These books are all, in my mind, worthy of critical acclaim. Which leads me to ask, why have they failed to find a solid place in the literary canon? I propose that their very popularity works against them. They are not difficult books to read and their excellent use of pacing and mystery makes them page-turners. Du Maurier’s books have been marketed as genre novels, sporting lurid bodice-ripper covers in the 60’s and 70’s but I would argue they fail to meet the requirements of the romance genre. Although some are historical in setting, they are not overly interested in history. As keen as I am to champion literary qualities amongst genre fiction, these books do not, in my mind, belong on the genre shelves.

Another major factor in their mixed reception is gender. Adaptations of du Maurier’s books by Alfred Hitchcock receive critical acclaim as cinematic classics. Of course, the audience for these is not assumed to be exclusively female. Despite her ability to create convincing and complicated male protagonists, Daphne du Maurier is rarely marketed in a ‘gender neutral’ way, and I have no doubt that her name and image effect the critics’ position on her work.

So, are these books ‘literary’ fiction? While I have my issues with the inherent snobbery in this distinction, I will go so far as to say that I consider Daphne du Maurier on par with many of the finest writers of the 20th century. Her work engages with the Western literary tradition, responding to classics and placing them in a modern context. Her use of the first person narrator is experimental and innovative. Her protagonists and antagonists both demonstrate moral ambiguity. Her narratives are frequently unsatisfying and disturbing in their refusal to conform to our expectations. Her style is alternately simple and highly detailed. She poses intriguing psychological and sociological questions without offering easy answers. The fact that her novels are also eminently readable does not undermine these qualities in the least. Rather, it enhances them, as the reader is unable to maintain an objective distance from her powerfully engaging characters.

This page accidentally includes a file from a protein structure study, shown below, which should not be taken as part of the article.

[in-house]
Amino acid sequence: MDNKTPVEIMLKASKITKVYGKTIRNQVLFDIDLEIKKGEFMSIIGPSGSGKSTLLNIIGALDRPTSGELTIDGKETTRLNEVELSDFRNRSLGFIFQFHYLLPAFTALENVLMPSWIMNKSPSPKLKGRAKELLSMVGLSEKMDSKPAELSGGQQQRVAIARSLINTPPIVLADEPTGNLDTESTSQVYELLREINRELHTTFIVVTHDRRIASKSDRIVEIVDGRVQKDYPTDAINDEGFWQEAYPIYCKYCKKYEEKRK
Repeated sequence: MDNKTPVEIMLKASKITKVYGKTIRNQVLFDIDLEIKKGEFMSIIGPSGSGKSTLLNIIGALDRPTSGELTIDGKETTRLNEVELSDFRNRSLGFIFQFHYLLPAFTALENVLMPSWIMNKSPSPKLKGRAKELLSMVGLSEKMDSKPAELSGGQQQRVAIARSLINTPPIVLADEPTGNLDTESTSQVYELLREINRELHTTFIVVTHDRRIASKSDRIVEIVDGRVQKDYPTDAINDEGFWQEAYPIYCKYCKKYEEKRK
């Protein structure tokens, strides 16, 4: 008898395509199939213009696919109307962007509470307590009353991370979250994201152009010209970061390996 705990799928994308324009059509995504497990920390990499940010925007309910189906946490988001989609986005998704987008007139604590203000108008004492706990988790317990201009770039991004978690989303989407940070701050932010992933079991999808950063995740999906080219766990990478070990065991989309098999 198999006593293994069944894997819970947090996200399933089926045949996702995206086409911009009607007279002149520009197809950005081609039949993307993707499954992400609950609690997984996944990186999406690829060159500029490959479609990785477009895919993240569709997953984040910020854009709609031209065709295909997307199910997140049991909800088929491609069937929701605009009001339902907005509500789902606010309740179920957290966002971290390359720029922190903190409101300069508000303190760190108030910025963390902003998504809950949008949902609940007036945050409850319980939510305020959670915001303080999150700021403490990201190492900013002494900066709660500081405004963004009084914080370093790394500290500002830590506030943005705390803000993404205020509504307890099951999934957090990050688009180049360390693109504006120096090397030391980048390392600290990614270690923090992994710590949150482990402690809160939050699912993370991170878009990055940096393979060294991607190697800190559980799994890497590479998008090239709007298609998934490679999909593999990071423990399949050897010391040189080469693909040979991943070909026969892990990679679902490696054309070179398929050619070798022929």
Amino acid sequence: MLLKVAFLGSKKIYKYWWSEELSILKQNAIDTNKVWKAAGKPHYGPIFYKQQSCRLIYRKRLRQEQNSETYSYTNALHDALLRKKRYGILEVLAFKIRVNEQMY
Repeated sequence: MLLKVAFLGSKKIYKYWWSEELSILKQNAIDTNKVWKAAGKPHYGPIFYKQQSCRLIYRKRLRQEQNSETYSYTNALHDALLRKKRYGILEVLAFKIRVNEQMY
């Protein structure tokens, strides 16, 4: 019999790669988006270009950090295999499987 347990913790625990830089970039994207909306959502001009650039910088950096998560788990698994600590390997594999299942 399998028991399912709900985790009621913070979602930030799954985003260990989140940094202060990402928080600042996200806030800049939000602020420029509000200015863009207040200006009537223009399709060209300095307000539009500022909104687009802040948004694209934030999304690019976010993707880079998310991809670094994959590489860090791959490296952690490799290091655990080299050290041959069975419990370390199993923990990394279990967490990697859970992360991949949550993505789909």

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Summer Reading: The Enchanted April

The Enchanted April by Elizabeth von Arnim (1922) is really a spring book, about awakenings and new beginnings, with pages full of flowers and April showers. However it also has the atmosphere of summer holidays; of the seaside, of white dresses and warm breezes and hours spent lying in the shade. As a summer break read it is ideal, for it focuses on the space for self reflection and personal change that a good holiday can provide.

In the first chapter Mrs. Wilkins discovers an advertisement in The Times, “To Those who Appreciate Wistaria* and Sunshine. Small mediaeval Italian Castle on the shores of the Mediterranean to be let Furnished for the month of April. Necessary servants remain. Z, Box 1000, The Times.” She soon convinces three other women to join her on a month long holiday, escaping husbands, would-be-lovers and dreary London weather.